Swollen Lymph Nodes | Frankel Cardiovascular Center

Topic Overview

What are lymph nodes?

Lymph nodes are small, bean-shaped glands throughout the body. They are part of the lymph system, which carries fluid (lymph fluid), nutrients, and waste material between the body tissues and the bloodstream.

The lymph system is an important part of the immune system, the body’s defense system against disease. The lymph nodes filter lymph fluid as it flows through them, trapping bacteria, viruses, and other foreign substances, which are then destroyed by special white blood cells called lymphocytes.

Lymph nodes may be found singly or in groups. And they may be as small as the head of a pin or as large as an olive. Groups of lymph nodes can be felt in the neck, groin, and underarms. Lymph nodes generally are not tender or painful. Most lymph nodes in the body cannot be felt.

What causes swollen lymph nodes?

Lymph nodes often swell in one location when a problem such as an injury, infection, or tumor develops in or near the lymph node. Which lymph nodes are swollen can help identify the problem.

  • The glands on either side of the neck, under the jaw, or behind the ears commonly swell when you have a cold or sore throat. Glands can also swell following an injury, such as a cut or bite, near the gland or when a tumor or infection occurs in the mouth, head, or neck.
  • Glands in the armpit (axillary lymph nodes) may swell from an injury or infection to the arm or hand. A rare cause of axillary swelling may be breast cancer or lymphoma.
  • The lymph nodes in the groin (femoral or inguinal lymph nodes) may swell from an injury or infection in the foot, leg, groin, or genitals. In rare cases, testicular cancer, lymphoma, or melanoma may cause a lump in this area.
  • Glands above the collarbone (supraclavicular lymph nodes) may swell from an infection or tumor in the areas of the lungs, breasts, neck, or abdomen.

Common sites for swollen lymph nodes include the neck, groin, and underarms.

What does it mean when lymph nodes swell in two or more areas of the body?

When lymph nodes swell in two or more areas of the body, it is called generalized lymphadenopathy. This may be caused by:

  • A viral illness, such as measles, rubella, chickenpox (varicella), or mumps.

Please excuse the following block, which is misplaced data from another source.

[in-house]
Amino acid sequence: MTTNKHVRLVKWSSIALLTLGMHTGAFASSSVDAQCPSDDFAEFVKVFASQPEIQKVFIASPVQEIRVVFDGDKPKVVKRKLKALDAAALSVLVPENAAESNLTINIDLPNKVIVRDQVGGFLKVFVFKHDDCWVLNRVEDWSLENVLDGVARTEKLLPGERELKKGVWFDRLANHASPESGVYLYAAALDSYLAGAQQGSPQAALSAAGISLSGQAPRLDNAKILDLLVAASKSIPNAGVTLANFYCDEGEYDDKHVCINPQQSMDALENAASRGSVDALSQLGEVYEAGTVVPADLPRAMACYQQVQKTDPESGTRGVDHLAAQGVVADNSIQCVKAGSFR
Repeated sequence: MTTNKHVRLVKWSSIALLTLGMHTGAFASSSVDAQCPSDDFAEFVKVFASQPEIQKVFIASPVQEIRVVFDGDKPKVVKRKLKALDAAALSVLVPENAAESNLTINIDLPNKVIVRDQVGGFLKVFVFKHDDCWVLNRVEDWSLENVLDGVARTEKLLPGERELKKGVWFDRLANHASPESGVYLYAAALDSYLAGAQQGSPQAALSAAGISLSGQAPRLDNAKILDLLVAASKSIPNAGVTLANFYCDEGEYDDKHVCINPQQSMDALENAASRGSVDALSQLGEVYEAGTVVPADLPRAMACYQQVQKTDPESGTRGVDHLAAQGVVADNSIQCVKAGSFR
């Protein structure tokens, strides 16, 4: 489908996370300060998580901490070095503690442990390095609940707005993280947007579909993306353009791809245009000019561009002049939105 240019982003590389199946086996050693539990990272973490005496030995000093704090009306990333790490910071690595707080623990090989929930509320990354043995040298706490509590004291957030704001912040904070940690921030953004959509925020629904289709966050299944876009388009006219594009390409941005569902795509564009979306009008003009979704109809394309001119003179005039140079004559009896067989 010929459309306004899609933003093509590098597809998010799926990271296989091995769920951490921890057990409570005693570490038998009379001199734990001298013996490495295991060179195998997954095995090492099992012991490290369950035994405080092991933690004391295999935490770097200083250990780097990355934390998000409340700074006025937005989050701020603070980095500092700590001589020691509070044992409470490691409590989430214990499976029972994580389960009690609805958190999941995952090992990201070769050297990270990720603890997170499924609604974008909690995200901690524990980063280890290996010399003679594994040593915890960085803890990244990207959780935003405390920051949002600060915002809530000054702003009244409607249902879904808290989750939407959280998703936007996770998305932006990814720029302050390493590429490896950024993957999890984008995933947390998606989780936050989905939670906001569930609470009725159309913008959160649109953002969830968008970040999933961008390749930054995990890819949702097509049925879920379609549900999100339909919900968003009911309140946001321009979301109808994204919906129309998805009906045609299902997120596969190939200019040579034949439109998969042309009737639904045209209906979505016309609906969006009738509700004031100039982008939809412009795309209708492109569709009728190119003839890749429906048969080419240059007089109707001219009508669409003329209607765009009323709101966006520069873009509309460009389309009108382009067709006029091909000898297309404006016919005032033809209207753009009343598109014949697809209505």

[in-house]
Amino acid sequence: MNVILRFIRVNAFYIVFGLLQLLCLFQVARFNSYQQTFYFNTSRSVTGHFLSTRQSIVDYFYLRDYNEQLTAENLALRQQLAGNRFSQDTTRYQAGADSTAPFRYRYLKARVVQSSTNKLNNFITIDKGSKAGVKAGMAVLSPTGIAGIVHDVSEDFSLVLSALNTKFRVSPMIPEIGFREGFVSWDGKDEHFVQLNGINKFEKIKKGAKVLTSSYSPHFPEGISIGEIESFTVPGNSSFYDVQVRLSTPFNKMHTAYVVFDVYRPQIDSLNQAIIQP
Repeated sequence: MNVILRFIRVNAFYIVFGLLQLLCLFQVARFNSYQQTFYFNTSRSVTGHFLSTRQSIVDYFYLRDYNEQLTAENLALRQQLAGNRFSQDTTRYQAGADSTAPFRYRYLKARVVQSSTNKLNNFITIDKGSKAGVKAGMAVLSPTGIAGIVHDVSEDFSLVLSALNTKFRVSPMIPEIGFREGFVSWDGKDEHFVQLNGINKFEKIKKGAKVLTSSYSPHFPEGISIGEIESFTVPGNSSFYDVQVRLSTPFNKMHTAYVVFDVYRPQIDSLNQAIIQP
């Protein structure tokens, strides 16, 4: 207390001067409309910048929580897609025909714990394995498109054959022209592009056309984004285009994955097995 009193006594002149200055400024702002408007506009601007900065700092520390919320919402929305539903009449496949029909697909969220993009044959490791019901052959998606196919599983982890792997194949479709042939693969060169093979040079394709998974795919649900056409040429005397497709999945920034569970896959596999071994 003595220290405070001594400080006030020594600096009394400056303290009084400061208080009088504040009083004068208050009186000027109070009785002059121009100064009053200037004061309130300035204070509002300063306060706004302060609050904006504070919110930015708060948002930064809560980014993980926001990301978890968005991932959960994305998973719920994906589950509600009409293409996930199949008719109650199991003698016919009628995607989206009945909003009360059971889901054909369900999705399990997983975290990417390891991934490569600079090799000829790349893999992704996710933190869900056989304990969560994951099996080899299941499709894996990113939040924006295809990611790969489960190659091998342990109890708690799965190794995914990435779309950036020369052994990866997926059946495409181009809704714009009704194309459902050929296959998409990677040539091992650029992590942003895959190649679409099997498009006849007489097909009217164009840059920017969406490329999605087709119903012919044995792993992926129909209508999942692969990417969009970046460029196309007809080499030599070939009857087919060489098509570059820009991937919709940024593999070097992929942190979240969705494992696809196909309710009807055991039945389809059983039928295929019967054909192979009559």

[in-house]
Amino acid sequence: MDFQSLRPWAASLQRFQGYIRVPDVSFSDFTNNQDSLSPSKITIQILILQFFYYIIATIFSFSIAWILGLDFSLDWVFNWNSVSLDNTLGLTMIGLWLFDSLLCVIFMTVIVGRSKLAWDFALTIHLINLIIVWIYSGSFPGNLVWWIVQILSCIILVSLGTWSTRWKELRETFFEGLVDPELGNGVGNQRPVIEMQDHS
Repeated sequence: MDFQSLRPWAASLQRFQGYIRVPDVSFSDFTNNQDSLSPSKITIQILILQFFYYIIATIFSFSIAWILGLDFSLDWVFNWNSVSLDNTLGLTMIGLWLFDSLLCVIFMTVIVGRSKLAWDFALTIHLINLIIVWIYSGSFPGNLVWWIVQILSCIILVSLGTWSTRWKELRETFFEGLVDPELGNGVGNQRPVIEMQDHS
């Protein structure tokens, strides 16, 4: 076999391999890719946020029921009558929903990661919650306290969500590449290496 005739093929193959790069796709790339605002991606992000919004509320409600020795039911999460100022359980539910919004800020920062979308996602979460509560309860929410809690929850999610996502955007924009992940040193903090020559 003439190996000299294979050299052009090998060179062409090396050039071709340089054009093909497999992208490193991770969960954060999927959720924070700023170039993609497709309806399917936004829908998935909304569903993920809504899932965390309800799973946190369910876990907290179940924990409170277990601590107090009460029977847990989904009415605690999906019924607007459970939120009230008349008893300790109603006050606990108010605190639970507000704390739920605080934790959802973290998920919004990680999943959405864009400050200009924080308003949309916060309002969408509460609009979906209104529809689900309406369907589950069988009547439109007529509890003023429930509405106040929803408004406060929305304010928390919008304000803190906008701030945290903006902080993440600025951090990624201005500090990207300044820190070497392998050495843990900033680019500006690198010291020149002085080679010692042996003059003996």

• Mononucleosis(Epstein-Barr virus), which results in fever, sore throat, and fatigue, or cytomegalovirus (CMV), a viral infection that causes symptoms similar to those of mononucleosis.
  • A bacterial illness, such as strep throat (caused by the streptococcus bacterium) or Lyme disease (a bacterial infection spread by certain types of ticks).
  • Side effects of phenytoin (Dilantin), a medicine used to prevent seizures.
  • Side effects of measles-mumps-rubella (MMR) vaccination.
  • Cancer, such as leukemia, Hodgkin disease, and non-Hodgkin lymphoma.
  • Acquired immunodeficiency syndrome (AIDS), which develops after a person contracts HIV (human immunodeficiency virus). This virus attacks the immune system, making it difficult for the body to fight off infection and some disease.
  • Syphilis, a sexually transmitted infection.

How are swollen lymph nodes treated?

Treatment for swollen glands focuses on treating the cause. For example, a bacterial infection may be treated with antibiotics, while a viral infection often goes away on its own. If cancer is suspected, a biopsy may be done to confirm the diagnosis.

Any swollen lymph nodes that don’t go away or return to normal size within about a month should be checked by your doctor.

How long will lymph nodes remain swollen?

Lymph nodes may remain swollen or firm long after an initial infection is gone. This is especially true in children, whose glands may decrease in size while remaining firm and visible for many weeks.

Swollen lymph nodes // Middlesex Health

Overview

Swollen lymph nodes usually occur as a result of infection from bacteria or viruses. Rarely, swollen lymph nodes are caused by cancer.

Your lymph nodes, also called lymph glands, play a vital role in your body’s ability to fight off infections. They function as filters, trapping viruses, bacteria and other causes of illnesses before they can infect other parts of your body. Common areas where you might notice swollen lymph nodes include your neck, under your chin, in your armpits and in your groin.

In some cases, the passage of time and warm compresses may be all you need to treat swollen lymph nodes. If an infection causes swollen lymph nodes, treatment depends on the cause.

One of the most common places to find swollen lymph nodes is in the neck. The inset shows three swollen lymph nodes below the lower jaw.

Symptoms

Your lymphatic system is a network of organs, vessels and lymph nodes situated throughout your body. Many lymph nodes are located in your head and neck region. Lymph nodes that frequently swell are in this area, as well as in your armpits and groin area.

Swollen lymph nodes are a sign that something is wrong somewhere in your body. When your lymph nodes first swell, you might notice:

  • Tenderness and pain in the lymph nodes
  • Swelling that may be the size of a pea or kidney bean, or even larger in the lymph nodes

Depending on the cause of your swollen lymph nodes, other signs and symptoms you might have include: